Chloe Gottlieb, SVP Exec Creative Director, R/GA, complimented that nicely by focusing on where planning and UX (or rather Experience Design, which is the term they prefer at R/GA) overlap. Great planners, said Chloe, are inherently creative and great Experience Designers are inherently strategic, but it's how they work together (as opposed to working in parallel) inside the agency that is becoming increasingly important. Both planners and experience designers are pattern seekers, consumed by consumers, and obsessed with culture and behaviour, but:

"While UX folk might veer more toward architecture, engineering and design - closely observing customer needs and how to add value to them over time - planners are more like poets, anthropologists, psychicians – finding tensions in culture and bringing them to light."

UX insights might lead to products, services and platforms (systems), planning insights lead to brand stories, content, comms. R/GA's own progression has amplified the overlap, growing into making more branded interactions and systems for campaigns, becoming more strategic (e.g. thinking about functionally integrated services that tied products and services together), just as planning comes from brand and storytelling towards having to create strategies that could lead to products, services or communications, and is evolving to find ways to stay involved as work is made, tested, evolved over time. 

Chloe-gottlieb-Firestarters

So it is far from binary, there is plenty of overlap, and planning and UX need each other more than ever. The intersection is where the magic happens, particularly now that most brands are primarily experienced through interfaces (in fact 'Brand is Interface'), product and message are integrated more than ever, and experiences are not separated into silos. Strategy becomes 'truth over time', requiring more system thinking, experimentation, tweaking, QA than ever before. At R/GA, getting to insights involves multidisciplinary teams working together on the problem, looking for patterns and collisions, and briefs are the crystallisation after the ideas are baked. The way they know they have a great insight is when it enables creatives to take giant leaps.

Ian Spalter, UX Lead at YouTube, added a third unique perspective. Moving to a tech company from an agency background, said Ian, meant coming to a place where big ideas are not as important as big releases, where impact is more important than inspiration, and from an environment run on creative disciplines, to one dominated by engineering. His tool set and collaborators have also changed (he counts algorithms amongst his new set of collaborators). Planners dig for insights, and uncover or manufacture a truth, and creatives make fictions (through stories and designs). So the flow of the process is that from an insight you get a big idea, and from that big idea you tell or make a story, and in software especially you create an experience for the customer. But in software the distance between creating a story and creating an experience can be a long and winding road. But increasingly both marketing and product now focus on the essentials of the experience they are trying to create at the end. This may be in a story like form, but stories illustrate a promise, and all promises are lies until we keep them. So 'planners tell awesome lies', lies we can believe in.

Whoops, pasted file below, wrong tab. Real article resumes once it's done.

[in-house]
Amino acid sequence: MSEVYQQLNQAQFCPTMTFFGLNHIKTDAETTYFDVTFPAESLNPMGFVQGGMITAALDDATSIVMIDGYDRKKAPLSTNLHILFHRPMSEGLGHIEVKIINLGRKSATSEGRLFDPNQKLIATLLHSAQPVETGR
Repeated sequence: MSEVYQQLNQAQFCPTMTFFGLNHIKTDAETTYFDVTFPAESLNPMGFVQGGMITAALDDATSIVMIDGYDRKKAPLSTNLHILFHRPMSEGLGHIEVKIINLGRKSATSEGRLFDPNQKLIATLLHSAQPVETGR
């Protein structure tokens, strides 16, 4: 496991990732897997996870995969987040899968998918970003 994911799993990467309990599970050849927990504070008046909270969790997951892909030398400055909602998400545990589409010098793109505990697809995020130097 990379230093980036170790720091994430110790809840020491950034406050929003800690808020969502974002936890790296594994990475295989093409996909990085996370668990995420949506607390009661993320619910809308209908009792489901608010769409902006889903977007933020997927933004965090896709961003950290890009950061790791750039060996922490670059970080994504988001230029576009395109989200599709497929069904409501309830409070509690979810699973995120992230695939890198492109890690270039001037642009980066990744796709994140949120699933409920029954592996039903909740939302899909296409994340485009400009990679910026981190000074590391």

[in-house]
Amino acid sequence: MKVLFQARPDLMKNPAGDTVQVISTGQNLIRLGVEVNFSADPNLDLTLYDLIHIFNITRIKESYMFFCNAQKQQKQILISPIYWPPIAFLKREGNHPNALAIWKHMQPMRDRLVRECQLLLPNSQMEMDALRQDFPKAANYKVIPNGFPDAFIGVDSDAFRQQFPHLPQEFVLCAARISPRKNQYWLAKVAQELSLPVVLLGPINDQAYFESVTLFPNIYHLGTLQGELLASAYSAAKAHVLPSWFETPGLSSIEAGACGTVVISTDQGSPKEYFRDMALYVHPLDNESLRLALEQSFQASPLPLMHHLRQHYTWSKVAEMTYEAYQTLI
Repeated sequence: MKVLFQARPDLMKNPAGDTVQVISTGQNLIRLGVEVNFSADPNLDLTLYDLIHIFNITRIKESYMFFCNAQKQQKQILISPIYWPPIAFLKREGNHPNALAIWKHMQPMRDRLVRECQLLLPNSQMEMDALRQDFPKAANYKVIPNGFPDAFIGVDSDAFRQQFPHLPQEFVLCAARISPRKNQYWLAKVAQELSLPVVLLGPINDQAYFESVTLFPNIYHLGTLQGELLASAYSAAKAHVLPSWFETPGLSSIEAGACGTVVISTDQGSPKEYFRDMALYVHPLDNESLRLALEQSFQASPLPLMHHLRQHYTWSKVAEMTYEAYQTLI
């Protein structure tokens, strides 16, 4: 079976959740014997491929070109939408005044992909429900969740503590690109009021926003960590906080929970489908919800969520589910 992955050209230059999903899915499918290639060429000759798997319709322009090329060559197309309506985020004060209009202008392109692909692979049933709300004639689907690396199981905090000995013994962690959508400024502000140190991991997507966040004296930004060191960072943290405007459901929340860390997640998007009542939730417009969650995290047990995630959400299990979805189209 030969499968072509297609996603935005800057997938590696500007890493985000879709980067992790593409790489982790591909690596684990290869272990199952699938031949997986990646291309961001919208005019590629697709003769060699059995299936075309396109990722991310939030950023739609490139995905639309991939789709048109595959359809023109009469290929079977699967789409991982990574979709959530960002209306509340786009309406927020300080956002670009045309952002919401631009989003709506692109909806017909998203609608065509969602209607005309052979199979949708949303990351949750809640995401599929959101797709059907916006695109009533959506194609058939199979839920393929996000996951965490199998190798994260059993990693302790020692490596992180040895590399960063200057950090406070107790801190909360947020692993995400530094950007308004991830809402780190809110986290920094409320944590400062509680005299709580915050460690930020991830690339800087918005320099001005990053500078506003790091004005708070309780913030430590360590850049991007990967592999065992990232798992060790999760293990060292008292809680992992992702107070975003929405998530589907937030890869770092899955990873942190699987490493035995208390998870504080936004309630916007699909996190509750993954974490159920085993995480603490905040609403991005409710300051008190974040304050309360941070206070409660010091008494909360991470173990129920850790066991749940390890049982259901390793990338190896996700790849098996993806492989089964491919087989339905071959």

Ianspalter

And whilst software companies understand their customer’s behaviour, they rarely understand their customer.

Russell Davies (Creative Director, UK Government Digital Service) built on his Firestarters UK talk by focusing in on how usability increasingly trumps persuasion. In a pleasingly controversial talk, he talked about how the product is the service is the marketing, and why this meant that experience design was the future. A brilliant product will always be better than a parity product with marketing. It was once hard to produce brilliant products, but as everything becomes increasingly digitised it's easier than ever. So companies that are still set up around persuasion need to design around the needs of the user, and be set up to deliver the best experience possible. This means no new ideas until everything works ('fix the basics'). And that user experience is killing marketing since if the product is good enough there is no need to over sell it. And about how everyone should be concerned about making user experience better.

Google_Firestarters-SXSW-image

The questions and debate afterwards picked up on just how topical a subject this is right now for strategists and agencies, and we had no lack of interesting (and sometimes controversial) opinion on the night. You can see a Storify of some of the feedback and conversation here

My thanks as always to Ben Malbon and Google for hosting, to our amazing speakers who made our first Google Firestarters in Austin such a success.

Thanks to DDB Worldwide and ImageThink for images used in this post.


The Connector That Disconnects

I saw a charming talk here yesterday at SXSW by Dutch designer Daniel Disselkoen who themed his session around the idea that familiarity with a subject, our environment, surroundings or routine can limit discovery. This provides the basis for Daniel's work in exploring ways to encourage people to notice and observe more, and to be more self-aware of where our attention is focused.

For four years, he made the same journey on the same tram route to the art academy, and realised that he had stopped looking out of the window and being curious about what he might see. So he developed a simple little real-world hack called Man-eater:

Man-eater from Daniel Disselkoen on Vimeo.

Daniel also talked about how our focus is so often looking down at a screen (a behaviour there is no shortage of here at SXSW). He described the smartphone as 'the connector that disconnects'. So another project is an app called Cucalu, which is a game that encourages you to look at the ordinary with a new perspective by spotting, photographing and sharing geometrical shapes in your immediate environment.

Cucalu from Daniel Disselkoen on Vimeo.

There were some delightful stories of how creative people had been with the challenges, a few of which you can see here. Rather lovely.